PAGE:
A plaque remaining from the Big Apple Night Club at West 135th Street and Seventh Avenue in Harlem.

Above, a 1934 plaque from the Big Apple Night Club at West 135th Street and Seventh Avenue in Harlem. Discarded as trash in 2006.

Recent entries:
“As I get older, I remember all the people I’ve lost. Maybe a tour guide career wasn’t for me” (8/17)
“You should get an employee discount for using self-checkout in a store” (8/17)
“I felt bad, but then I installed a new version of office. It improved my outlook” (8/17)
Entry forthcoming—B.P. (8/17)
“What’s the difference between EA and North Korea?” (gaming joke) (8/17)
More new entries...

A  B  C  D  E  F  G  H  I  J  K  L  M  N  O  P  Q  R  S  T  U  V  W  X  Y  Z


Entry from December 23, 2011
Austinite (inhabitant of Austin)

"Austinite” is the name of an inhabitant of Austin, Texas. The name “Austinite” has been cited in print since at least 1849.


Wikipedia: Demonym
Austin → Austinite

Wikipedia: Austin, Texas
Austin is the capital city of the U.S. state of Texas and the seat of Travis County. Located in Central Texas on the eastern edge of the American Southwest, it is the fourth-largest city in Texas and the 14th most populous city in the United States. It was the third-fastest-growing large city in the nation from 2000 to 2006. Austin has a population of 799,446 (2011 U.S. Census). The city is the cultural and economic center of the Austin–Round Rock–San Marcos metropolitan area, which has a population of over 1,896,291 (2011 U.S. Census), making it the 32nd-largest metropolitan area in the United States.

The area was settled in the 1830s on the banks of the Colorado River by pioneers who named the village Waterloo. In 1839, Waterloo was chosen to become the capital of the newly independent Republic of Texas. The city was renamed after Stephen F. Austin, known as the father of Texas. The city grew throughout the 19th century and became a center for government and education with the construction of the Texas State Capitol and the University of Texas. After a lull in growth from the Great Depression, Austin resumed its development into a major city in the 1980s and emerged as a center for technology and business. Austin is home to many companies, high-tech and otherwise: Fortune 500 corporations Freescale Semiconductor, Forestar Group, and Whole Foods Market, are headquartered there; AMD, Apple, Broadcom, Google, IBM, Intel, Qualcomm, ShoreTel, Synopsys and Texas Instruments have prominent regional offices there. Also Dell’s Worldwide Headquarters is located in nearby Round Rock, a suburb of Austin.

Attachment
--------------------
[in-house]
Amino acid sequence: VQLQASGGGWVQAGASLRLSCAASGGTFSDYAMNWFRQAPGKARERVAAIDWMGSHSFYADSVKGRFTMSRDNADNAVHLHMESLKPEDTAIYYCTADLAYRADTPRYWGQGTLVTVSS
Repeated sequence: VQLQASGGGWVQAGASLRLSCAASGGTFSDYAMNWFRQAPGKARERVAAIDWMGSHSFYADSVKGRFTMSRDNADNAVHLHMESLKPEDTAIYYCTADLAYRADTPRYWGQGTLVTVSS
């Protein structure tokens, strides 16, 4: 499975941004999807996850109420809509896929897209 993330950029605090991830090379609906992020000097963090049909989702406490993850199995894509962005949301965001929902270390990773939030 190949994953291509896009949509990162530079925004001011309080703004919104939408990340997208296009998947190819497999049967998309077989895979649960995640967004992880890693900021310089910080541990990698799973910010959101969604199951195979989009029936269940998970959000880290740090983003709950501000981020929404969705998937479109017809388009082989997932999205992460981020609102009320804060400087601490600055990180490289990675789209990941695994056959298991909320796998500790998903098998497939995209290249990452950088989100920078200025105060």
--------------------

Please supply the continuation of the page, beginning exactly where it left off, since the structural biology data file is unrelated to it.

Residents of Austin are known as “Austinites”. They include a diverse mix of government employees (e.g., university faculty & staff, law enforcement, political staffers); foreign and domestic college students; musicians; high-tech workers; blue-collar workers and businesspeople.

Free Merriam-Webster Dictionary
Aus·tin geographical name \ˈȯs-tən, ˈäs-\
Definition of AUSTIN
1city S Minnesota pop 23,314
2city ∗ of Texas on the Colorado pop 656,562
Aus·tin·ite \-tə-ˌnīt\ noun

The Portal to Texas History
7 July 1849, The Northern Standard (Clarksville, TX), pg. 2, col. 4:
The Westerner intimates that the Governor is feeding the Austinites on soft corn, and pretending to favor the mountain city for the seat of Government, ...

16 June 1871, San Antonio (TX) Daily Express, “The Railroad Meeting,” pg. 2, col. 2:
...he then by reference to the map showed the danger we were in from our rival, Austin, which was straining every nerve to become the future railroad center of Texas, that the Austinites, although only one-third of our number, were wide awake and united; ...

10 August 1872, Pomeroy’s Democrat, (Chicago, IL). pg. 1, col. 5:
Capital Question in Texas.
The people of Texas will be called upon, at the next general election, to decide whether Austin shall remain the capital of the State. It is claimed by the Austinites that no cite could be selected equalling in beauty and other reuirements the location of the present capital.

OCLC WorldCat record
Housing low-income Austinites : new roles for the Austin Housing Authority in meeting changing needs and new community demands : a report
Author: State and Local Housing Policy Research Project.; Lyndon B. Johnson School of Public Affairs.
Publisher: Austin, Tex. : LBJ School of Public Affairs, UT Austin, 1988.
Series: Lyndon B. Johnson School of Public Affairs policy research project report, no. 87. 
Edition/Format:  Book : State or province government publication : English

Posted by Barry Popik
Texas (Lone Star State Dictionary) • (0) Comments • Friday, December 23, 2011 • Permalink